Firstly, the DRAGONEER mark was registered before the disputed domain name. The website linked to the disputed domain name contained information that is strictly connected to the Complainant. In light of these circumstances, the Panel concludes that the Respondent knew or should have known about the Complainant’s rights when registering the disputed domain name.
Secondly, the Respondent has also used the disputed domain name in bad faith, which is evidenced by the screenshots of the Respondent’s website described above. This is clearly an attempt to mislead Internet users by impersonating the Complainant, presumably for illicit financial gain. The Panel finds that the Respondent has intentionally attempted to attract, for commercial gain, Internet users to the website at the disputed domain name by creating a likelihood of confusion with the Complainant’s trademarks as to the source, sponsorship, or endorsement of or affiliation with the website.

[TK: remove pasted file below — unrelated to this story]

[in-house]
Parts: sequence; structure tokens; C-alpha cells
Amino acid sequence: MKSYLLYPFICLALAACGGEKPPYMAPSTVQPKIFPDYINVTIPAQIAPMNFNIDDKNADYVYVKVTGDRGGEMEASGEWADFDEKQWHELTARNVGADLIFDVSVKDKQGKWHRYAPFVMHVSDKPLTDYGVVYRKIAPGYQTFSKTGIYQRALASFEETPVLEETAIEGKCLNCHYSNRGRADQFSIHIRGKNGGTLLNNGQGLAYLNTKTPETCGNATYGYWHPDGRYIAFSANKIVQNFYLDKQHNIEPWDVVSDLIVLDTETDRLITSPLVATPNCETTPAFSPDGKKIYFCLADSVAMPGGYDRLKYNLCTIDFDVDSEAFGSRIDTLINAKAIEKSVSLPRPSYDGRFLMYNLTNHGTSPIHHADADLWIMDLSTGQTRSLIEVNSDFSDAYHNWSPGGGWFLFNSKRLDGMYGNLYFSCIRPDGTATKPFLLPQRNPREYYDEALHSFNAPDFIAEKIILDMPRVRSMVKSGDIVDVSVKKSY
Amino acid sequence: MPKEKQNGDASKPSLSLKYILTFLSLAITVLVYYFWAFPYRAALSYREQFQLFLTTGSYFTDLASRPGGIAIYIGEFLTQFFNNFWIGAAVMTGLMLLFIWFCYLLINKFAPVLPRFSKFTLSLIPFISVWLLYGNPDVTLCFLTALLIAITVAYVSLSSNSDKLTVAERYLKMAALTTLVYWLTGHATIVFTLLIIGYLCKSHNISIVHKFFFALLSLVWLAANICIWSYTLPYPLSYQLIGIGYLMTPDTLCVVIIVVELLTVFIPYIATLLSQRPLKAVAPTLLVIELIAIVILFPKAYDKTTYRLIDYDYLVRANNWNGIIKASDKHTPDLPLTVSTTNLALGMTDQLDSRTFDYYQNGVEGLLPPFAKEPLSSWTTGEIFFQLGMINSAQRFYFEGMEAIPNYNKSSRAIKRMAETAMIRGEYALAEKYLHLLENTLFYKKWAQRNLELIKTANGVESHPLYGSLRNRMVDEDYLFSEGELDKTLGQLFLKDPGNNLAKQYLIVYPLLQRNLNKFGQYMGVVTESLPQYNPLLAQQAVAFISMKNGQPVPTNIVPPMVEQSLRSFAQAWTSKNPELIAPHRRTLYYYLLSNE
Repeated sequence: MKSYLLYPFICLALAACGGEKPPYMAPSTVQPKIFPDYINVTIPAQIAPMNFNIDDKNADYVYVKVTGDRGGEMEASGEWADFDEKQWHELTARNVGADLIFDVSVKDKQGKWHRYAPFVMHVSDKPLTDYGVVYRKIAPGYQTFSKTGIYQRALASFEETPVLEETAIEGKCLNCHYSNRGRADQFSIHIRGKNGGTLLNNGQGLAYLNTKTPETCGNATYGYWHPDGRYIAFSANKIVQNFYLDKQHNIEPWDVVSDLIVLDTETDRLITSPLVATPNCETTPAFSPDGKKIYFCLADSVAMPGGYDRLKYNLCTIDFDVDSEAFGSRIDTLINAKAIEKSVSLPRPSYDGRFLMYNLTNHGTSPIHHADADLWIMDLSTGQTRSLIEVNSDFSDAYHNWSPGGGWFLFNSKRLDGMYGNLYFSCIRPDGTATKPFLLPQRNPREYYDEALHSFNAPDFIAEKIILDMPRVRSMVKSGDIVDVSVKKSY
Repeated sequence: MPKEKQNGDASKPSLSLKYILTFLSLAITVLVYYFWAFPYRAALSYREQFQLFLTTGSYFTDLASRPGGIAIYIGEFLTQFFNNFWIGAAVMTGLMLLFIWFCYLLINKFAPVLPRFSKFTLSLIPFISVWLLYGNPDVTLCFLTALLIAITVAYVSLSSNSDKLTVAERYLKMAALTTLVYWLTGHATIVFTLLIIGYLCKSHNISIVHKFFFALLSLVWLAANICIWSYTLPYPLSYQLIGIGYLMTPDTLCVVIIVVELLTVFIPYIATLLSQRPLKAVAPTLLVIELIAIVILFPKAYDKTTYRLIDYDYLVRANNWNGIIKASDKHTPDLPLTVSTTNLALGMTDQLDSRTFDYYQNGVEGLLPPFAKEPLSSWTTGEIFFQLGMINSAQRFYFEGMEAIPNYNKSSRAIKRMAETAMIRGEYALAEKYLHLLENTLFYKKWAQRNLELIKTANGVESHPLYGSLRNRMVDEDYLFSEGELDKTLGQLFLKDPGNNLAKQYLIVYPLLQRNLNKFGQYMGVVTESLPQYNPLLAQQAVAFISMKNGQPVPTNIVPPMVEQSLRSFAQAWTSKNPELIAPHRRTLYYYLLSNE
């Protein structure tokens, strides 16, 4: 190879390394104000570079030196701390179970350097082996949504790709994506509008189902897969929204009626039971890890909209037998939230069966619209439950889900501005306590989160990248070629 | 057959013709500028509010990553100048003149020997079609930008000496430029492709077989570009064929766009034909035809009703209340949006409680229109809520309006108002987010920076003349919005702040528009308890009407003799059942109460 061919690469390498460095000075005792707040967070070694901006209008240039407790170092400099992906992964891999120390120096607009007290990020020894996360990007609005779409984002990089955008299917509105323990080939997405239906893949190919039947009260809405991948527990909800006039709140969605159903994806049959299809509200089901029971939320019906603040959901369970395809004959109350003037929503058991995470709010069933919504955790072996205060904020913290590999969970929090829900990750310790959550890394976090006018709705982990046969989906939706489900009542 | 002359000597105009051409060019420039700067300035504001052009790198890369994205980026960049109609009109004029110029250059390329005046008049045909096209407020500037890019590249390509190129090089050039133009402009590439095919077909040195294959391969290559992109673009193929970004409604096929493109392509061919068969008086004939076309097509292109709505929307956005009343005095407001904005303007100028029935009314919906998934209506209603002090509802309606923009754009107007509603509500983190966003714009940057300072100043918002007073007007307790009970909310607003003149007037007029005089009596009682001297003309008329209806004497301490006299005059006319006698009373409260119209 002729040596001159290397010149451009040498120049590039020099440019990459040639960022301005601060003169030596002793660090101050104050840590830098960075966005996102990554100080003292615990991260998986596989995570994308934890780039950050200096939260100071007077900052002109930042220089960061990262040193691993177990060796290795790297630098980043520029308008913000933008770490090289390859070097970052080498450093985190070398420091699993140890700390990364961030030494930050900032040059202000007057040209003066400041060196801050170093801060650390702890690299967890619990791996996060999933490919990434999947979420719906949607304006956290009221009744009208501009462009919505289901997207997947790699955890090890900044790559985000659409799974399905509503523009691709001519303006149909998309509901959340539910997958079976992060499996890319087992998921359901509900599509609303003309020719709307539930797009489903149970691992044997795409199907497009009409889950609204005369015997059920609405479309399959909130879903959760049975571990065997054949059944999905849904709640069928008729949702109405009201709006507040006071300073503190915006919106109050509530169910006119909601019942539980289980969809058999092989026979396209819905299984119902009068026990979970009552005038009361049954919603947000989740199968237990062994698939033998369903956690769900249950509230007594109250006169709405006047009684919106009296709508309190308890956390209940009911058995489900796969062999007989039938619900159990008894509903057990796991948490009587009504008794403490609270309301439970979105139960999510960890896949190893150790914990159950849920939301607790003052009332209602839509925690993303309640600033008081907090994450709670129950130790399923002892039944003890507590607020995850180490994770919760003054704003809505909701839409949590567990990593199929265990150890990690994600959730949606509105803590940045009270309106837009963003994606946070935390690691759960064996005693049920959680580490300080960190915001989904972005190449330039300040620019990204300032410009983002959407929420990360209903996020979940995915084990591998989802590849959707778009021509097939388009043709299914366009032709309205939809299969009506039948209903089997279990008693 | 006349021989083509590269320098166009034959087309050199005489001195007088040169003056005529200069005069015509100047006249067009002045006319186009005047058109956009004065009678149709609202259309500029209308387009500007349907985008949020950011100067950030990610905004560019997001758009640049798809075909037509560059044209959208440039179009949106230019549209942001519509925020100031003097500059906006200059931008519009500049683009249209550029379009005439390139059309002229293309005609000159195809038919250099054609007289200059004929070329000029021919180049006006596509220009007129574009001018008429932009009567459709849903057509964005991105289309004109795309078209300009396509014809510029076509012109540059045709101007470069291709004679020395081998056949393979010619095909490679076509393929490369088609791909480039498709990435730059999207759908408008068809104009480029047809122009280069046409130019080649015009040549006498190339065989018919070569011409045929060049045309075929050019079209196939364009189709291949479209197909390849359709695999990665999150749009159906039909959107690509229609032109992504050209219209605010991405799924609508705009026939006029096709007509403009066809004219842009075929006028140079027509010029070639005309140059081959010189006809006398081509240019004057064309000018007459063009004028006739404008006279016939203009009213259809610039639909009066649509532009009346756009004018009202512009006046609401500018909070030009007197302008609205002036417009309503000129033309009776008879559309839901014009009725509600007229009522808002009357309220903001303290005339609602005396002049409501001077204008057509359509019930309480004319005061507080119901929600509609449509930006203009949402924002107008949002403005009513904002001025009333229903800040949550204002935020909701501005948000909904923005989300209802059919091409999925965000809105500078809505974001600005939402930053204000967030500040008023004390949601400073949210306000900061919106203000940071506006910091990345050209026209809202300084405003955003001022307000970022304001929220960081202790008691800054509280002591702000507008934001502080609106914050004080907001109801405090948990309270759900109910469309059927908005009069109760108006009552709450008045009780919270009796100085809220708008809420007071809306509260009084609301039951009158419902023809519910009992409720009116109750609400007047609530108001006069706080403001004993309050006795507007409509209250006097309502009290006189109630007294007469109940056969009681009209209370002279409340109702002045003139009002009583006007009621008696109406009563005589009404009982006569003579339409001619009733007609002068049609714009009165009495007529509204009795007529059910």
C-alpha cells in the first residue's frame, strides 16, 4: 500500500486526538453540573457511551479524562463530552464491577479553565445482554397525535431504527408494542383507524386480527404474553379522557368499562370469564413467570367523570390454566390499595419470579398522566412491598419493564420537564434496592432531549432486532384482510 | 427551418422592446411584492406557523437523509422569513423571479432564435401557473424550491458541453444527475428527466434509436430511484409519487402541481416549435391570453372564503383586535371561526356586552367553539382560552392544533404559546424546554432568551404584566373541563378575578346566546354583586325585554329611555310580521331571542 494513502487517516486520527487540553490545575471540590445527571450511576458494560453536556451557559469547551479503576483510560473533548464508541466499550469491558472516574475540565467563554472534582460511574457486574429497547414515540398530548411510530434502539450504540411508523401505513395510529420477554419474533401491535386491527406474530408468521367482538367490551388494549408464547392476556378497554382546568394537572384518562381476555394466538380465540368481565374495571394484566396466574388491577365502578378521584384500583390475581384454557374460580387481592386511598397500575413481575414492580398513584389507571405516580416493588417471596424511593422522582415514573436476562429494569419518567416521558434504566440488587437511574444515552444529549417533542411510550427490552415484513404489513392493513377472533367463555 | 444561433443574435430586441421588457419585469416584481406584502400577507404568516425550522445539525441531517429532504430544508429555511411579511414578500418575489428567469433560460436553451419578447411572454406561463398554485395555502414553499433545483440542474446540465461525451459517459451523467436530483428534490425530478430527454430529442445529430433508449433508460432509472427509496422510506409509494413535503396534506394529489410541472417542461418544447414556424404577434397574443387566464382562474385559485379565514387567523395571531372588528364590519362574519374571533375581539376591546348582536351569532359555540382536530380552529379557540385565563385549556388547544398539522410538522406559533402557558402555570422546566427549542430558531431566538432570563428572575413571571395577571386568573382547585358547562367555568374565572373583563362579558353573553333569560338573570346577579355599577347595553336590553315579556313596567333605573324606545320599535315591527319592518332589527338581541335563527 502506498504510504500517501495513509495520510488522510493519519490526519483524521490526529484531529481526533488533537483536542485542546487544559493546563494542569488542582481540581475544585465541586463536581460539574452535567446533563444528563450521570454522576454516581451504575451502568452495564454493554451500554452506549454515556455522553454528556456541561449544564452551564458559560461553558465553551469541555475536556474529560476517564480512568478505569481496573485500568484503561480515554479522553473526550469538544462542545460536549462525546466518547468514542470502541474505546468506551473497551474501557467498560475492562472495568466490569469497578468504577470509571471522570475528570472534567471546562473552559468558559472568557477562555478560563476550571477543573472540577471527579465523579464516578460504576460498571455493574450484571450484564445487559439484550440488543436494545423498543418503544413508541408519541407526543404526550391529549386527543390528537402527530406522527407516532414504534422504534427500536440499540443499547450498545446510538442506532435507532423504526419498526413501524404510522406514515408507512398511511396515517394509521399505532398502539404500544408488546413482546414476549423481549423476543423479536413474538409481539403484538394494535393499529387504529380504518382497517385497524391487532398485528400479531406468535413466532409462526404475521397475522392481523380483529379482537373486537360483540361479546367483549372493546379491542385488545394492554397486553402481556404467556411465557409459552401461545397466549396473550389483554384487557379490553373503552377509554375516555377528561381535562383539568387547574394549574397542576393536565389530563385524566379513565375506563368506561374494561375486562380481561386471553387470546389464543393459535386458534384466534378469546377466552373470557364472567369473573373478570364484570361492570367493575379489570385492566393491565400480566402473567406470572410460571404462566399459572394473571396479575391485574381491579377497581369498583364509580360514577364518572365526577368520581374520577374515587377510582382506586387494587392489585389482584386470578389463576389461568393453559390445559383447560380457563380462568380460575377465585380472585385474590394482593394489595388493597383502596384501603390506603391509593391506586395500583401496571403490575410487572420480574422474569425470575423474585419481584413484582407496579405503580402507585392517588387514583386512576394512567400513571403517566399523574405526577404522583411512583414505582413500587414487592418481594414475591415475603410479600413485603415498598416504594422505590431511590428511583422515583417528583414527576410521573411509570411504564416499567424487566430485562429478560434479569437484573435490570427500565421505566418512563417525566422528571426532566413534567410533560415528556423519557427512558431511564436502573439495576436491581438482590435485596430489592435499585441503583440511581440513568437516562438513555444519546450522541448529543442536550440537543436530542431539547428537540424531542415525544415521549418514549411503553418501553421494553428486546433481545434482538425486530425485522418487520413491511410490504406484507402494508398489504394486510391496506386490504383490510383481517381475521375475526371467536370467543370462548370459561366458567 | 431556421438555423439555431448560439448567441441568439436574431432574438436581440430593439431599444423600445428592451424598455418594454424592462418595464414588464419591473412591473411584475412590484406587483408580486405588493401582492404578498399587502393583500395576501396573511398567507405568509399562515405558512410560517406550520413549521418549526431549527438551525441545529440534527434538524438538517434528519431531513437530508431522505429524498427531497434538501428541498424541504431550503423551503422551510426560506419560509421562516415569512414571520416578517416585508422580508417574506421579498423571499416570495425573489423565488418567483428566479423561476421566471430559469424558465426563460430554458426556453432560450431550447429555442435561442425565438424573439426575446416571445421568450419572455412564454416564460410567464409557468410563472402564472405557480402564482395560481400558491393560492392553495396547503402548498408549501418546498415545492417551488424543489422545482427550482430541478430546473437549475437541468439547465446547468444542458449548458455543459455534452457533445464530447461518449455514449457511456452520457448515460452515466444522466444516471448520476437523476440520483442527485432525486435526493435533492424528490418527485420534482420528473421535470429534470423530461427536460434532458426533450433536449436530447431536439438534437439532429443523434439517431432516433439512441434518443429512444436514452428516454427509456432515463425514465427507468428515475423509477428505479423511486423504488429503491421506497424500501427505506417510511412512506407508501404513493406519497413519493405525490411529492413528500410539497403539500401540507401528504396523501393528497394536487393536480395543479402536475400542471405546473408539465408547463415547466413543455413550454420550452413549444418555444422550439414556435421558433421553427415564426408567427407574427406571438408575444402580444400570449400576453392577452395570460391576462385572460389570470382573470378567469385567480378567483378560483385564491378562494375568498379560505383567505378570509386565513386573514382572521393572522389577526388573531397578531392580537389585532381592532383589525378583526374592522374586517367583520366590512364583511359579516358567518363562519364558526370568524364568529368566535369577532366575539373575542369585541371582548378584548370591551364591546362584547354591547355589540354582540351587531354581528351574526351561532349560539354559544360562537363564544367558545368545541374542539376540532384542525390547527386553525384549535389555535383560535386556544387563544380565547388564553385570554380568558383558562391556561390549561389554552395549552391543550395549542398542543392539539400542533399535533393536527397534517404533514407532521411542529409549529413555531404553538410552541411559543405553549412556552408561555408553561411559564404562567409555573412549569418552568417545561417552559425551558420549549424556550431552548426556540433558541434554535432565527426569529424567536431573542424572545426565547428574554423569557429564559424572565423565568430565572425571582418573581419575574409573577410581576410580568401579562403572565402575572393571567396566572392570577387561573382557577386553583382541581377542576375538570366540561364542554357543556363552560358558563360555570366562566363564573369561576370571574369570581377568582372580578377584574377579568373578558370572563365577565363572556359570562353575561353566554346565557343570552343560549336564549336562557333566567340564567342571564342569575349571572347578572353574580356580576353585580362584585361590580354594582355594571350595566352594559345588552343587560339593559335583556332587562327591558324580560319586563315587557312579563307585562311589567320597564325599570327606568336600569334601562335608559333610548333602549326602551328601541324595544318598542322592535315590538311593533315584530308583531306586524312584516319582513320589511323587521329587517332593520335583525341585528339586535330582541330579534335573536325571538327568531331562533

In the light of above, the Panel decides that paragraph 4(a)(iii) of the Policy is satisfied.
For the foregoing reasons, in accordance with paragraphs 4(i) of the Policy and 15 of the Rules, the Panel orders that the disputed domain name, <dragoneergroup.com> be transferred to the Complainant.
Date: February 15, 2019